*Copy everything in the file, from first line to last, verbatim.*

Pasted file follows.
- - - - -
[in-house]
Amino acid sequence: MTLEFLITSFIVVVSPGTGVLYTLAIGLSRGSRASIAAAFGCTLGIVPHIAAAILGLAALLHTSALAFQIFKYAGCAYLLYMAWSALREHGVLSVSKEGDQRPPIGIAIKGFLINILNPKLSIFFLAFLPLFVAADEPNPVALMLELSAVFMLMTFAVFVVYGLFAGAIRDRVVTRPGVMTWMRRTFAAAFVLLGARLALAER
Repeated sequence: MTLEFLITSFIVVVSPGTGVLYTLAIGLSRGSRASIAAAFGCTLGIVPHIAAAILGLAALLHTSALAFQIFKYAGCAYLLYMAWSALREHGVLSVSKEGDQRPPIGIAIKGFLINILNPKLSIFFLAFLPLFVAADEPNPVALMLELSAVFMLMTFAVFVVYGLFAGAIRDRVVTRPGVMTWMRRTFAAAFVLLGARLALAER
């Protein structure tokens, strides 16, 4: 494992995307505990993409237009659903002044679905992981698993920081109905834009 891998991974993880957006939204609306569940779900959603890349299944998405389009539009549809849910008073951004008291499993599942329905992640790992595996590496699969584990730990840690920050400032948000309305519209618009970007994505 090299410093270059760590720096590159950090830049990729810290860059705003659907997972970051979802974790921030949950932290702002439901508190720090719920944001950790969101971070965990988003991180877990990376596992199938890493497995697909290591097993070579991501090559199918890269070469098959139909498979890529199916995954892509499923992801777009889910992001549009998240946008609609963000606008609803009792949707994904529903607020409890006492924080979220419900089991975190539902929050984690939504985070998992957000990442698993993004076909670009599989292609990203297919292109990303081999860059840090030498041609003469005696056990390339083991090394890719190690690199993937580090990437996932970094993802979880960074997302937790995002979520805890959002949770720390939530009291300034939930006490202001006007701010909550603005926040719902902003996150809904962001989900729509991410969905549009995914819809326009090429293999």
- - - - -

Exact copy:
[in-house]
Amino acid sequence: MTLEFLITSFIVVVSPGTGVLYTLAIGLSRGSRASIAAAFGCTLGIVPHIAAAILGLAALLHTSALAFQIFKYAGCAYLLYMAWSALREHGVLSVSKEGDQRPPIGIAIKGFLINILNPKLSIFFLAFLPLFVAADEPNPVALMLELSAVFMLMTFAVFVVYGLFAGAIRDRVVTRPGVMTWMRRTFAAAFVLLGARLALAER
Repeated sequence: MTLEFLITSFIVVVSPGTGVLYTLAIGLSRGSRASIAAAFGCTLGIVPHIAAAILGLAALLHTSALAFQIFKYAGCAYLLYMAWSALREHGVLSVSKEGDQRPPIGIAIKGFLINILNPKLSIFFLAFLPLFVAADEPNPVALMLELSAVFMLMTFAVFVVYGLFAGAIRDRVVTRPGVMTWMRRTFAAAFVLLGARLALAER
């Protein structure tokens, strides 16, 4: 494992995307505990993409237009659903002044679905992981698993920081109905834009 891998991974993880957006939204609306569940779900959603890349299944998405389009539009549809849910008073951004008291499993599942329905992640790992595996590496699969584990730990840690920050400032948000309305519209618009970007994505 090299410093270059760590720096590159950090830049990729810290860059705003659907997972970051979802974790921030949950932290702002439901508190720090719920944001950790969101971070965990988003991180877990990376596992199938890493497995697909290591097993070579991501090559199918890269070469098959139909498979890529199916995954892509499923992801777009889910992001549009998240946008609609963000606008609803009792949707994904529903607020409890006492924080979220419900089991975190539902929050984690939504985070998992957000990442698993993004076909670009599989292609990203297919292109990303081999860059840090030498041609003469005696056990390339083991090394890719190690690199993937580090990437996932970094993802979880960074997302937790995002979520805890959002949770720390939530009291300034939930006490202001006007701010909550603005926040719902902003996150809904962001989900729509991410969905549009995914819809326009090429293999």